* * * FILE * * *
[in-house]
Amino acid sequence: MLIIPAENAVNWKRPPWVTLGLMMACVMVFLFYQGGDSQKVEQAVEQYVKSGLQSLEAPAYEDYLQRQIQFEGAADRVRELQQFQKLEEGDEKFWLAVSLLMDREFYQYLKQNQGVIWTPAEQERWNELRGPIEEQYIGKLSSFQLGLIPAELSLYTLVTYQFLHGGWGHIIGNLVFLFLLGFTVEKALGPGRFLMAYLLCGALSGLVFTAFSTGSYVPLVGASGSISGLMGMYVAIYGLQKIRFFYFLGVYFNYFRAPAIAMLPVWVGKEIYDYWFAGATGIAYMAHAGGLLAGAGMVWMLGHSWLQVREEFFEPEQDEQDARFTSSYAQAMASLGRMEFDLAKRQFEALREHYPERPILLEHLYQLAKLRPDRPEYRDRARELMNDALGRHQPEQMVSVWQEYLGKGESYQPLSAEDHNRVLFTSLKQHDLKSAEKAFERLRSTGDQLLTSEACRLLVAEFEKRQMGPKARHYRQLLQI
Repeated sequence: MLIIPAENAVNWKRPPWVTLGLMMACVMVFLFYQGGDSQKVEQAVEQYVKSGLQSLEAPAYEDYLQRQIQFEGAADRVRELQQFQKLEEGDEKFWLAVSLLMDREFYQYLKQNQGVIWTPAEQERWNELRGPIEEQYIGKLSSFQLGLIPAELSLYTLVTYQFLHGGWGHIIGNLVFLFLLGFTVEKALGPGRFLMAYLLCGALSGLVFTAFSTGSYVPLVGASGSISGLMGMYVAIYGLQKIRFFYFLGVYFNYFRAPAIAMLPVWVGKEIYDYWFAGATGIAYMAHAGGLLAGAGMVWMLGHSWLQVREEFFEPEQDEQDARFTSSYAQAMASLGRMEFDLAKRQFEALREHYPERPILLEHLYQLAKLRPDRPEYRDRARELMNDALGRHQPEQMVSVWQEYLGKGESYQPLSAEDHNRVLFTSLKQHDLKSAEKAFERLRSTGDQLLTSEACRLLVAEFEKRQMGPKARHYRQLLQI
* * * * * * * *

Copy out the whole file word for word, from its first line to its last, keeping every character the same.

[in-house]
Amino acid sequence: MLIIPAENAVNWKRPPWVTLGLMMACVMVFLFYQGGDSQKVEQAVEQYVKSGLQSLEAPAYEDYLQRQIQFEGAADRVRELQQFQKLEEGDEKFWLAVSLLMDREFYQYLKQNQGVIWTPAEQERWNELRGPIEEQYIGKLSSFQLGLIPAELSLYTLVTYQFLHGGWGHIIGNLVFLFLLGFTVEKALGPGRFLMAYLLCGALSGLVFTAFSTGSYVPLVGASGSISGLMGMYVAIYGLQKIRFFYFLGVYFNYFRAPAIAMLPVWVGKEIYDYWFAGATGIAYMAHAGGLLAGAGMVWMLGHSWLQVREEFFEPEQDEQDARFTSSYAQAMASLGRMEFDLAKRQFEALREHYPERPILLEHLYQLAKLRPDRPEYRDRARELMNDALGRHQPEQMVSVWQEYLGKGESYQPLSAEDHNRVLFTSLKQHDLKSAEKAFERLRSTGDQLLTSEACRLLVAEFEKRQMGPKARHYRQLLQI
Repeated sequence: MLIIPAENAVNWKRPPWVTLGLMMACVMVFLFYQGGDSQKVEQAVEQYVKSGLQSLEAPAYEDYLQRQIQFEGAADRVRELQQFQKLEEGDEKFWLAVSLLMDREFYQYLKQNQGVIWTPAEQERWNELRGPIEEQYIGKLSSFQLGLIPAELSLYTLVTYQFLHGGWGHIIGNLVFLFLLGFTVEKALGPGRFLMAYLLCGALSGLVFTAFSTGSYVPLVGASGSISGLMGMYVAIYGLQKIRFFYFLGVYFNYFRAPAIAMLPVWVGKEIYDYWFAGATGIAYMAHAGGLLAGAGMVWMLGHSWLQVREEFFEPEQDEQDARFTSSYAQAMASLGRMEFDLAKRQFEALREHYPERPILLEHLYQLAKLRPDRPEYRDRARELMNDALGRHQPEQMVSVWQEYLGKGESYQPLSAEDHNRVLFTSLKQHDLKSAEKAFERLRSTGDQLLTSEACRLLVAEFEKRQMGPKARHYRQLLQI